Finding a spot and poppin’ a squat

The first time I had to pee outside was … an experience. I had grown up in the city and other than a handful of overnight trips at posh campsites with my girl scouts group, I hadn’t spent much time outdoors in the heart of nature. For my first field job as an undergrad, I was working at a waterbird colony in Canada with day trips to our small study island. I was pretty good at timing my bathroom breaks to occur when we were on the mainland – but one particularly long workday changed up my schedule. Of course on that day, I was working with two guys and I didn’t quite feel that I could ask for their advice on how to handle my business. Finding even a semi-secluded pee spot was a challenge – the vegetation was patchy early in the field season on the relatively flat island. Most spots were easily visible to eager birders on the mainland equipped with spotting scopes or to the curious boaters that missed the large signs instructing them to keep away from the colony. I urgently had to go and return to my work, so I crouched next to the tallest cluster of vegetation I could find – which happened to be part of a territory occupied by a very large and opinionated Herring Gull (who was, understandably, not pleased with my decision).  

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Herring Gulls (Larus argentatus) having a lively conversation.

So this week, we’re featuring several contributions highlighting potty break stories and advice. We’re featuring experiences by an anonymous contributor, Heather Herakovich, and myself – all with differing backgrounds of bathroom commodities.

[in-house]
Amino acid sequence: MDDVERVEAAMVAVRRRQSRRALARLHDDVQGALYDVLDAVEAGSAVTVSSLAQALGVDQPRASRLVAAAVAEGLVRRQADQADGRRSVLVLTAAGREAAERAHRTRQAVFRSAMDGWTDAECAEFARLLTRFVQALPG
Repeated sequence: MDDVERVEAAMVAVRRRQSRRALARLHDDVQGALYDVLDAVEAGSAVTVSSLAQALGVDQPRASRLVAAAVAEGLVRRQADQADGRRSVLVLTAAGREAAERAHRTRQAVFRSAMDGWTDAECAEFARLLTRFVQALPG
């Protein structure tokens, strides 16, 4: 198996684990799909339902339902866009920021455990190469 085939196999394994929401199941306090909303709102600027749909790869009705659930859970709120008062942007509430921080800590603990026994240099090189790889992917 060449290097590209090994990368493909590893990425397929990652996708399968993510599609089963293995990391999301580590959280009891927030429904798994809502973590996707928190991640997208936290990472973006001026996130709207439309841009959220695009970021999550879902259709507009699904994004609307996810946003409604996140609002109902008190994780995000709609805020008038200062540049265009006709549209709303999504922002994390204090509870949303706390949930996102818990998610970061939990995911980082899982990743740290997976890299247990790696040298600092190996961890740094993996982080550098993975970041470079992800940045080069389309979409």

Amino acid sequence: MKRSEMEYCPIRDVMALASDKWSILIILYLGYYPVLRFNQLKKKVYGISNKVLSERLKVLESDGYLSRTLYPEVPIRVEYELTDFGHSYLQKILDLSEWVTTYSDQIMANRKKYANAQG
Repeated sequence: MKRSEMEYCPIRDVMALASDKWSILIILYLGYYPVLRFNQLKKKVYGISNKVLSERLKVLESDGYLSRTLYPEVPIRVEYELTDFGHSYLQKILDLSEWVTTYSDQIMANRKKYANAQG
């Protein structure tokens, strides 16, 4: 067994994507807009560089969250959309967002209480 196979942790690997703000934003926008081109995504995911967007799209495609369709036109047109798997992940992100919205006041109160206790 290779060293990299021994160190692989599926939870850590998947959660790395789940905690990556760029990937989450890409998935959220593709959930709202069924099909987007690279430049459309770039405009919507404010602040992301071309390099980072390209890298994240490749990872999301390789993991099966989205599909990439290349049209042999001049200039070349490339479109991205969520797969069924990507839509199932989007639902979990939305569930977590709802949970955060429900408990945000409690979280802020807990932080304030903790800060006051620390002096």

Submitted by: Anonymous contributor

I was doing field research in Alberta’s boreal mixedwood forest. My thesis topic looked at the responses of boreal songbirds to a range of forestry treatments. My research site had a permanent camp with indoor plumbing and a full kitchen – so I was definitely spoiled.

My daily routine during the breeding season was to wake up between 2:30-3:00 AM in order to hit the road no later than 3:30 AM. Then, a drive down logging roads in the dark, the trip taking about twice as long as it did during the day because the road were usually wet, it was often foggy, and there was just enough pre-dawn light to throw the ditch into shadow and make deer that much harder to spot. So I was a white-knuckle driver in the mornings for sure.

We would reach our ATVs and get those started and warming up, then head to whichever section of the study area we were tackling that morning. Then, my field assistant and I would split up (we had radio check-in procedures to try and decrease the riskiness of that situation as much as possible), then each do a route of usually 10-13 point count stations, starting around 5:00 AM and with a cutoff of 10:00 AM or earlier, if it got windy or started to rain (can’t hear birds over swaying trembling aspen or creaking spruce). Camp life was quiet since we were in bed by the time the other researchers staying at camp got back from the field.

The bathroom situation at camp was a co-ed bathroom with stalls, showers (with a curtained antechamber for changing), and a urinal with a small privacy wall. Having grown up with two brothers and a small house, the co-ed bathroom was no problem for me, but fortunately my experience was always with men at camp who never made me feel uncomfortable (and indeed I think they would avoid using the urinal when women were in there). My number two schedule was very convenient because at 3 AM no one hears you poop.

For a newbie my advice for a co-ed bathroom is to know and respect your own comfort level – if that means you time your bathroom visits for when the opposite sex isn’t using it, then that’s what you do. But in a busy year with a full camp I think my other advice would be find some strategies for increasing your comfort, for example to work with the camp manager to block out some times when you can shower, etc. But it’s definitely everyone else’s responsibility to respect one another’s boundaries, and it’s a situation where having a camp manager who will intervene if anyone behaves inappropriately in the space is essential (as I knew my camp manager would if it had been needed during my summers).